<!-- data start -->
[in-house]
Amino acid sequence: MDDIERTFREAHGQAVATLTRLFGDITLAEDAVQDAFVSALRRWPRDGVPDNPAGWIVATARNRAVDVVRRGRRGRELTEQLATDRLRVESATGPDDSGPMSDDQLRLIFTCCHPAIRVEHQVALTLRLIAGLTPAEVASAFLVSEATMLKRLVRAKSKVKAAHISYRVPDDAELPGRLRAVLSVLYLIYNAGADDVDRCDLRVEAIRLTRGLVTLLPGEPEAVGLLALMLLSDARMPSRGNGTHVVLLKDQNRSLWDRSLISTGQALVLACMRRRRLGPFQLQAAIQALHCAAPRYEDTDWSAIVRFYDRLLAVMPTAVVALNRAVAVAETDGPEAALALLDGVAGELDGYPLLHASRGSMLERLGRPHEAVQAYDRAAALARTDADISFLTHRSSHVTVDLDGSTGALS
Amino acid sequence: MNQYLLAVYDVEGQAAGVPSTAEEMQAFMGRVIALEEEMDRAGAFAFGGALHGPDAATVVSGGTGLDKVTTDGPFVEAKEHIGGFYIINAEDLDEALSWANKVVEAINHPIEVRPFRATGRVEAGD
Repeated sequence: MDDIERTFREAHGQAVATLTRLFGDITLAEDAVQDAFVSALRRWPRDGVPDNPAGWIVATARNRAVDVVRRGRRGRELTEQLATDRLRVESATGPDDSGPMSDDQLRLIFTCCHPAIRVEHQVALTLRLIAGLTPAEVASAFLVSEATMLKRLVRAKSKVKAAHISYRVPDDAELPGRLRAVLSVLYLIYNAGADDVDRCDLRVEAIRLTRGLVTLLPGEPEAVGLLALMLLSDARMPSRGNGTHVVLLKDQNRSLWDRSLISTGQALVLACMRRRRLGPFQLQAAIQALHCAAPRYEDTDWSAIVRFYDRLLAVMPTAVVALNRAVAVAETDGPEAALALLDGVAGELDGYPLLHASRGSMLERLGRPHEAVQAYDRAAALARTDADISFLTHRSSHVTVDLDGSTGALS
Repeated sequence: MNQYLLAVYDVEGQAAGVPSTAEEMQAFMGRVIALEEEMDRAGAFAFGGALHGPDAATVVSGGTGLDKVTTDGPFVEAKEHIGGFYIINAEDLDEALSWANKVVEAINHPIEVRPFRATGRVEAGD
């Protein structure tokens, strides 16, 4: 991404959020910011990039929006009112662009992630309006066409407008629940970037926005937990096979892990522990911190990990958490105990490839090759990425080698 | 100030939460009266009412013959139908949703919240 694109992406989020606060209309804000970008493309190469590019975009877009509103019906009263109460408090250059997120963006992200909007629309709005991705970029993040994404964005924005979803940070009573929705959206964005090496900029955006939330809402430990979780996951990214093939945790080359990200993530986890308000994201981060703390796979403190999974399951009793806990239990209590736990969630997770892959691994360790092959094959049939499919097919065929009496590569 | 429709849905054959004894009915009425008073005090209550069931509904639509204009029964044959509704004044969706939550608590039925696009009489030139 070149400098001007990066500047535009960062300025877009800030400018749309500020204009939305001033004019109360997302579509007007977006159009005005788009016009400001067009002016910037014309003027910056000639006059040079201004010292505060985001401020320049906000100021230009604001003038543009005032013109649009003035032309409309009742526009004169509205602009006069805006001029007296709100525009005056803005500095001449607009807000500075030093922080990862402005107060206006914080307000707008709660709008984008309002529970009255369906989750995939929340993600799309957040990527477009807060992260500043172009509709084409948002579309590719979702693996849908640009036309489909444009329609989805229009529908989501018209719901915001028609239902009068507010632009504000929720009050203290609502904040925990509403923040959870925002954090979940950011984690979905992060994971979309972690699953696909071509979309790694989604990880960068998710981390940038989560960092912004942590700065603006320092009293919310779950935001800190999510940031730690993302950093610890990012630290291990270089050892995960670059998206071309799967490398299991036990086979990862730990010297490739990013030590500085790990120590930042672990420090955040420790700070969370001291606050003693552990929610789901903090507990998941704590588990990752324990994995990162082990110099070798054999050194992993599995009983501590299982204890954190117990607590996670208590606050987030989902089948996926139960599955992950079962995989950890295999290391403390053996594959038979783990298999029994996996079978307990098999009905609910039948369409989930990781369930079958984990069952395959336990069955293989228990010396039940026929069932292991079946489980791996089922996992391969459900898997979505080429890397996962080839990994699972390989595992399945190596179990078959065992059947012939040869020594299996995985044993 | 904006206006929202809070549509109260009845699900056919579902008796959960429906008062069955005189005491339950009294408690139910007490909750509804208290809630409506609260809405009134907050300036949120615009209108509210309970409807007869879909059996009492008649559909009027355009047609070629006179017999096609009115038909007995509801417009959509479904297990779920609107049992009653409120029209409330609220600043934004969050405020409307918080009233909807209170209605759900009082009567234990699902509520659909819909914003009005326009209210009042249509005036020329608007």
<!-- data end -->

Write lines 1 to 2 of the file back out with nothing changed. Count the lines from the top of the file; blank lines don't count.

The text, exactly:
[in-house]
Amino acid sequence: MDDIERTFREAHGQAVATLTRLFGDITLAEDAVQDAFVSALRRWPRDGVPDNPAGWIVATARNRAVDVVRRGRRGRELTEQLATDRLRVESATGPDDSGPMSDDQLRLIFTCCHPAIRVEHQVALTLRLIAGLTPAEVASAFLVSEATMLKRLVRAKSKVKAAHISYRVPDDAELPGRLRAVLSVLYLIYNAGADDVDRCDLRVEAIRLTRGLVTLLPGEPEAVGLLALMLLSDARMPSRGNGTHVVLLKDQNRSLWDRSLISTGQALVLACMRRRRLGPFQLQAAIQALHCAAPRYEDTDWSAIVRFYDRLLAVMPTAVVALNRAVAVAETDGPEAALALLDGVAGELDGYPLLHASRGSMLERLGRPHEAVQAYDRAAALARTDADISFLTHRSSHVTVDLDGSTGALS